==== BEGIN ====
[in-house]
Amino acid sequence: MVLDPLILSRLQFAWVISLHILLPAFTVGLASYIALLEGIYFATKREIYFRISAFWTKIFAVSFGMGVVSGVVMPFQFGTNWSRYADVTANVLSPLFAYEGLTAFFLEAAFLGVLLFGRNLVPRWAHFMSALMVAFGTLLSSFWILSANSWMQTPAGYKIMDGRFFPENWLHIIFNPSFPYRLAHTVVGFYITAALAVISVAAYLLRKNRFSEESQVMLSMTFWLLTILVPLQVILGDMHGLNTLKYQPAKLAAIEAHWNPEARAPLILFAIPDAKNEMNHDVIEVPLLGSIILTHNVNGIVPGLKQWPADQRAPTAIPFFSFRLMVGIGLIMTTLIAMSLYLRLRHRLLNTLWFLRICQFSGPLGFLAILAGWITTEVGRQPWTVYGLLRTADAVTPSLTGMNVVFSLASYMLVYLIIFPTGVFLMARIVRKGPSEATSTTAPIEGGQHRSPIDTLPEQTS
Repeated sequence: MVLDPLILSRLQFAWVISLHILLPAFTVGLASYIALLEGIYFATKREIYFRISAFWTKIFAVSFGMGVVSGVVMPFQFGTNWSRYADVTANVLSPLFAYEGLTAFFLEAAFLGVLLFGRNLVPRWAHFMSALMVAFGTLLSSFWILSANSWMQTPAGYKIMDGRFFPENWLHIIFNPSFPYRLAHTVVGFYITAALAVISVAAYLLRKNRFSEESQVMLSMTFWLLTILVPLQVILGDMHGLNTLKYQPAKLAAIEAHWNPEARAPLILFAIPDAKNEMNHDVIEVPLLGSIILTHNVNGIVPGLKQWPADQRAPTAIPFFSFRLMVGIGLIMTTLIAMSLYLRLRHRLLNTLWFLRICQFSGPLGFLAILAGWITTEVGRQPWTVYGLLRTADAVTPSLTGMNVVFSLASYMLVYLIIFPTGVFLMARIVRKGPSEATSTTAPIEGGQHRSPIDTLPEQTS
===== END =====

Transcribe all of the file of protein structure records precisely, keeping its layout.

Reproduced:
[in-house]
Amino acid sequence: MVLDPLILSRLQFAWVISLHILLPAFTVGLASYIALLEGIYFATKREIYFRISAFWTKIFAVSFGMGVVSGVVMPFQFGTNWSRYADVTANVLSPLFAYEGLTAFFLEAAFLGVLLFGRNLVPRWAHFMSALMVAFGTLLSSFWILSANSWMQTPAGYKIMDGRFFPENWLHIIFNPSFPYRLAHTVVGFYITAALAVISVAAYLLRKNRFSEESQVMLSMTFWLLTILVPLQVILGDMHGLNTLKYQPAKLAAIEAHWNPEARAPLILFAIPDAKNEMNHDVIEVPLLGSIILTHNVNGIVPGLKQWPADQRAPTAIPFFSFRLMVGIGLIMTTLIAMSLYLRLRHRLLNTLWFLRICQFSGPLGFLAILAGWITTEVGRQPWTVYGLLRTADAVTPSLTGMNVVFSLASYMLVYLIIFPTGVFLMARIVRKGPSEATSTTAPIEGGQHRSPIDTLPEQTS
Repeated sequence: MVLDPLILSRLQFAWVISLHILLPAFTVGLASYIALLEGIYFATKREIYFRISAFWTKIFAVSFGMGVVSGVVMPFQFGTNWSRYADVTANVLSPLFAYEGLTAFFLEAAFLGVLLFGRNLVPRWAHFMSALMVAFGTLLSSFWILSANSWMQTPAGYKIMDGRFFPENWLHIIFNPSFPYRLAHTVVGFYITAALAVISVAAYLLRKNRFSEESQVMLSMTFWLLTILVPLQVILGDMHGLNTLKYQPAKLAAIEAHWNPEARAPLILFAIPDAKNEMNHDVIEVPLLGSIILTHNVNGIVPGLKQWPADQRAPTAIPFFSFRLMVGIGLIMTTLIAMSLYLRLRHRLLNTLWFLRICQFSGPLGFLAILAGWITTEVGRQPWTVYGLLRTADAVTPSLTGMNVVFSLASYMLVYLIIFPTGVFLMARIVRKGPSEATSTTAPIEGGQHRSPIDTLPEQTS